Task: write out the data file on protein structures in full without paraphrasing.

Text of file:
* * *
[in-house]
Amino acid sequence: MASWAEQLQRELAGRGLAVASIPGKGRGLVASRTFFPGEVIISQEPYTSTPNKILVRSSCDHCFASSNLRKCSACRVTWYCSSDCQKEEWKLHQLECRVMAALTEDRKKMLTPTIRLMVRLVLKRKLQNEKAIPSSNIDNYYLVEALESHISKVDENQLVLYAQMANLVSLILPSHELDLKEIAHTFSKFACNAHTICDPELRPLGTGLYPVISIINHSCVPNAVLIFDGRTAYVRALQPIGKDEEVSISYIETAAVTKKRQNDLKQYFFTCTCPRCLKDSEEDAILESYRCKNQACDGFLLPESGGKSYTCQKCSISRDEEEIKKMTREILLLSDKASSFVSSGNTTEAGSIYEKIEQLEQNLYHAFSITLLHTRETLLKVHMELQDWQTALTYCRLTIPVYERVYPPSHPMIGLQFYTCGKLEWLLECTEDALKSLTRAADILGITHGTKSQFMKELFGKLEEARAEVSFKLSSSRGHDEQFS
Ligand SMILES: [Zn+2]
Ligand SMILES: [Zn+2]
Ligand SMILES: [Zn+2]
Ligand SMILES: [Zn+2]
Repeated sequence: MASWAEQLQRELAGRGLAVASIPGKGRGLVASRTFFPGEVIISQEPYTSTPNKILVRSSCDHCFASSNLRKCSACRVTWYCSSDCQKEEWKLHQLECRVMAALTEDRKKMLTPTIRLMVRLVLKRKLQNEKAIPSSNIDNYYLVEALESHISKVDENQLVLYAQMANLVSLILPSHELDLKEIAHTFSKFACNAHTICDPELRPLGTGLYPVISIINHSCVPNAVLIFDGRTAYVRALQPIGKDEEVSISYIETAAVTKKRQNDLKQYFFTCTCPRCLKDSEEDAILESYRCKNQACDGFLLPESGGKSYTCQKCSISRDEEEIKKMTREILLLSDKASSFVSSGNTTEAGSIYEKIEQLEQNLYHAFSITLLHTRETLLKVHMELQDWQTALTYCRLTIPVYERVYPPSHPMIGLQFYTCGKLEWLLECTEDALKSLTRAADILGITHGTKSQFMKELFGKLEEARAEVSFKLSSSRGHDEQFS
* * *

[in-house]
Amino acid sequence: MASWAEQLQRELAGRGLAVASIPGKGRGLVASRTFFPGEVIISQEPYTSTPNKILVRSSCDHCFASSNLRKCSACRVTWYCSSDCQKEEWKLHQLECRVMAALTEDRKKMLTPTIRLMVRLVLKRKLQNEKAIPSSNIDNYYLVEALESHISKVDENQLVLYAQMANLVSLILPSHELDLKEIAHTFSKFACNAHTICDPELRPLGTGLYPVISIINHSCVPNAVLIFDGRTAYVRALQPIGKDEEVSISYIETAAVTKKRQNDLKQYFFTCTCPRCLKDSEEDAILESYRCKNQACDGFLLPESGGKSYTCQKCSISRDEEEIKKMTREILLLSDKASSFVSSGNTTEAGSIYEKIEQLEQNLYHAFSITLLHTRETLLKVHMELQDWQTALTYCRLTIPVYERVYPPSHPMIGLQFYTCGKLEWLLECTEDALKSLTRAADILGITHGTKSQFMKELFGKLEEARAEVSFKLSSSRGHDEQFS
Ligand SMILES: [Zn+2]
Ligand SMILES: [Zn+2]
Ligand SMILES: [Zn+2]
Ligand SMILES: [Zn+2]
Repeated sequence: MASWAEQLQRELAGRGLAVASIPGKGRGLVASRTFFPGEVIISQEPYTSTPNKILVRSSCDHCFASSNLRKCSACRVTWYCSSDCQKEEWKLHQLECRVMAALTEDRKKMLTPTIRLMVRLVLKRKLQNEKAIPSSNIDNYYLVEALESHISKVDENQLVLYAQMANLVSLILPSHELDLKEIAHTFSKFACNAHTICDPELRPLGTGLYPVISIINHSCVPNAVLIFDGRTAYVRALQPIGKDEEVSISYIETAAVTKKRQNDLKQYFFTCTCPRCLKDSEEDAILESYRCKNQACDGFLLPESGGKSYTCQKCSISRDEEEIKKMTREILLLSDKASSFVSSGNTTEAGSIYEKIEQLEQNLYHAFSITLLHTRETLLKVHMELQDWQTALTYCRLTIPVYERVYPPSHPMIGLQFYTCGKLEWLLECTEDALKSLTRAADILGITHGTKSQFMKELFGKLEEARAEVSFKLSSSRGHDEQFS